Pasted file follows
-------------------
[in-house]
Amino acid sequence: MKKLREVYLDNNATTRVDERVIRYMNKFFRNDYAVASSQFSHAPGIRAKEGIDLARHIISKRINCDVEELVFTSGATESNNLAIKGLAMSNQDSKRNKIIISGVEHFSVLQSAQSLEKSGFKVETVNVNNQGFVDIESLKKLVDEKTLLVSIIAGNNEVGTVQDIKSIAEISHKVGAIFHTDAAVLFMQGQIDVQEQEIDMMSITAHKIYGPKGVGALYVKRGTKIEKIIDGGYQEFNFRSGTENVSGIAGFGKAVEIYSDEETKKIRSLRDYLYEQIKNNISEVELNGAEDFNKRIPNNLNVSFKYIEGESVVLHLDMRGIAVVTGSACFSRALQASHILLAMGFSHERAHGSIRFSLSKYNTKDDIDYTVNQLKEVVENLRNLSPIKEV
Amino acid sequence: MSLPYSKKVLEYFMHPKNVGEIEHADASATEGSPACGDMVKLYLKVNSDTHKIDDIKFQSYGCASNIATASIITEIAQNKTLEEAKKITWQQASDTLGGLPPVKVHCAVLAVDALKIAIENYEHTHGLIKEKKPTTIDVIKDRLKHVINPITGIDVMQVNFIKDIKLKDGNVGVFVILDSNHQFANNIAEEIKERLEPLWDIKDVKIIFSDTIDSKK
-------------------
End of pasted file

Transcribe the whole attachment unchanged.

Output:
[in-house]
Amino acid sequence: MKKLREVYLDNNATTRVDERVIRYMNKFFRNDYAVASSQFSHAPGIRAKEGIDLARHIISKRINCDVEELVFTSGATESNNLAIKGLAMSNQDSKRNKIIISGVEHFSVLQSAQSLEKSGFKVETVNVNNQGFVDIESLKKLVDEKTLLVSIIAGNNEVGTVQDIKSIAEISHKVGAIFHTDAAVLFMQGQIDVQEQEIDMMSITAHKIYGPKGVGALYVKRGTKIEKIIDGGYQEFNFRSGTENVSGIAGFGKAVEIYSDEETKKIRSLRDYLYEQIKNNISEVELNGAEDFNKRIPNNLNVSFKYIEGESVVLHLDMRGIAVVTGSACFSRALQASHILLAMGFSHERAHGSIRFSLSKYNTKDDIDYTVNQLKEVVENLRNLSPIKEV
Amino acid sequence: MSLPYSKKVLEYFMHPKNVGEIEHADASATEGSPACGDMVKLYLKVNSDTHKIDDIKFQSYGCASNIATASIITEIAQNKTLEEAKKITWQQASDTLGGLPPVKVHCAVLAVDALKIAIENYEHTHGLIKEKKPTTIDVIKDRLKHVINPITGIDVMQVNFIKDIKLKDGNVGVFVILDSNHQFANNIAEEIKERLEPLWDIKDVKIIFSDTIDSKK